One news organization. Two crime stories. Two groups of suspects from different races. And two very different types of images.
Same day. Same crime. Same news station. One University pics. The other mugshots. pic.twitter.com/ENMal2mKLH— Tsunade-Sama (@honeycoquette) March 30, 2015
Mic's Dennis Clifton reported that when Iowa sister news sites thegazette.com and KCRG.com published stories about two groups of men — one black and one white — arrested for burglary last week, it didn't take long for readers to start asking why the white suspects were pictured in suits and ties (their wrestling team photos), while photos accompanying the story about the black suspects were mug shots.
Clifton reported that the story wasn't updated with mug shots of the three white suspects who were formally booked until after the social media backlash. KCRG said in a statement that the organization's policy was to use the best images available, and the white suspects' mug shots simply weren't available when the story was published, so their wrestling team photos were used instead. According to the publication, the the mug shots were published as soon as it had access to them.
When it comes to race and crime, media bias is a huge problem
Whatever happened, the story has attracted attention because the contrast in the photos of the black and white suspects is a visual reminder of a problem that transcends the outlets' handling of these two burglary cases: media bias against African Americans.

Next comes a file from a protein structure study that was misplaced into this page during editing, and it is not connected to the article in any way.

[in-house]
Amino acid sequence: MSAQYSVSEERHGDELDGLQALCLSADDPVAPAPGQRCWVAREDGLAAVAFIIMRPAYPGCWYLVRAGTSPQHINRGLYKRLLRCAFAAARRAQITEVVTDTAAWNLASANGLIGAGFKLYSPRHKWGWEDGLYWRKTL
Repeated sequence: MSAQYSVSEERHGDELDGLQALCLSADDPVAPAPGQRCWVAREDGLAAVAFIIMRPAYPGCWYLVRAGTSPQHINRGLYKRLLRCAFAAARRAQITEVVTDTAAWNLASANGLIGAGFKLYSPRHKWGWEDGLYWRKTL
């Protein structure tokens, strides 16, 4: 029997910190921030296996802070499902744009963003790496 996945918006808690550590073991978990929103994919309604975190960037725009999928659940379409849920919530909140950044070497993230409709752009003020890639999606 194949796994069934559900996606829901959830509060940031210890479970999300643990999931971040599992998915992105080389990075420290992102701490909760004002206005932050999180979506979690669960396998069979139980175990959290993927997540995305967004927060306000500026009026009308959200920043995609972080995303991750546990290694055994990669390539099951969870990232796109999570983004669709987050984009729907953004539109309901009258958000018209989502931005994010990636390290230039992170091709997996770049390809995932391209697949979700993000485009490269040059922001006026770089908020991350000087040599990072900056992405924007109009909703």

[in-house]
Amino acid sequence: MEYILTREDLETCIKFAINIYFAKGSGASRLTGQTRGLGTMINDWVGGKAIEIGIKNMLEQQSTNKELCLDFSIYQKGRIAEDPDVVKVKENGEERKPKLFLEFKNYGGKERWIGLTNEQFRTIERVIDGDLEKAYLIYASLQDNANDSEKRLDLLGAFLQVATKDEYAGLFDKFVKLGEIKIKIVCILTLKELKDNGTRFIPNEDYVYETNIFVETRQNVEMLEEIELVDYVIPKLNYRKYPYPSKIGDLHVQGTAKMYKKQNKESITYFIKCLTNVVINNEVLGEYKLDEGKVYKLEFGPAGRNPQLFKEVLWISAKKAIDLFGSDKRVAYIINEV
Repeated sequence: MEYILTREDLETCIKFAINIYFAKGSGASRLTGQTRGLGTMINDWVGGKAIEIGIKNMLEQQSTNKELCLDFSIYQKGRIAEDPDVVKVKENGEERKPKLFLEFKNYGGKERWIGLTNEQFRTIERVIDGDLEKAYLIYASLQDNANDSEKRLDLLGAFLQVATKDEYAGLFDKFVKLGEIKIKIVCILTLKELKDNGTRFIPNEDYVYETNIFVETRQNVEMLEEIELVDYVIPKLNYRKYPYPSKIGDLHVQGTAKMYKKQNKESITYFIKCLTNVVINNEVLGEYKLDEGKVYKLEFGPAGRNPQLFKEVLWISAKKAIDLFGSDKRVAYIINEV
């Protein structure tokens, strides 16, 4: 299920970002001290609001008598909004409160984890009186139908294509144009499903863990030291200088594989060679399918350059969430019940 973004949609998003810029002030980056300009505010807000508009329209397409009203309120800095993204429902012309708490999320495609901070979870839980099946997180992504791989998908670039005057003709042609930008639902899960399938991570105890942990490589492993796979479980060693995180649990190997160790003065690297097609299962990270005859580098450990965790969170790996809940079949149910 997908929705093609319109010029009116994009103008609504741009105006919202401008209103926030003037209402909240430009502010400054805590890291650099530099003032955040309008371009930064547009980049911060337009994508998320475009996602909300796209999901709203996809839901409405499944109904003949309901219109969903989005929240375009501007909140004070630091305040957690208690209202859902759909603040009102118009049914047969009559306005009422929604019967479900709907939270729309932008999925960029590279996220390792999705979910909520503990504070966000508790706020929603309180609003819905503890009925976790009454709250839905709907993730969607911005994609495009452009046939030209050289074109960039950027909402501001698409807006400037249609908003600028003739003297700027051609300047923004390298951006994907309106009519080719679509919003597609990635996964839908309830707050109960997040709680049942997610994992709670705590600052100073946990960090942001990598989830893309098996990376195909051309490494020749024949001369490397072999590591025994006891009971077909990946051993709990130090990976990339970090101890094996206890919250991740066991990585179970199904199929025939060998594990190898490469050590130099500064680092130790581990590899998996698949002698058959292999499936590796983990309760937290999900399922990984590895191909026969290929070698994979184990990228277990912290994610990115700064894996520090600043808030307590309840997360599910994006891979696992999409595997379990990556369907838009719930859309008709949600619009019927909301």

Another recent example is highlighted in a report by the progressive research center Media Matters, which concluded that New York City television stations give disproportionate coverage to crimes involving black suspects.
The Media Matters study found that between August 18 and December 13, 2014, the stations (WCBS, WNBC, WABC, and WNYW) used their late-night broadcasts to report on murder, theft, and assault cases with black suspects at much higher rates than black suspects were actually arrested for those crimes.
According to New York City Police Department statistics, African Americans were suspects in 54 percent of murders, 55 percent of thefts, and 49 percent of assaults. But the suspects in the stations' coverage were black in 74 percent of murder stories, 84 percent of theft stories, and 73 percent of assault stories.
Negative images in the media affect how black people are treated in real life
"This type of overrepresentation sends a message that it's okay and it's justified to fear black folks. It sends a message about who black people are that is harmful and hurtful," said Rashad Robinson, executive director of the civil rights group ColorOfChange, in the video above.
ColorOfChange released a report titled "Not To Be Trusted: Dangerous Levels of Inaccuracy in TV Crime Reporting in NYC," in response to the Media Matters study. "What people see and hear in the media has a tremendous effect on their lives," Robinson said. "It has a tremendous effect on decisions they make, from decisions that are made in the schoolhouse to the courthouse."
Correction: according to a representative of The Gazette/KCRG, the photos in the story about the wrestlers were updated immediately after the publication received the mugshots. The piece has been updated to reflect this.
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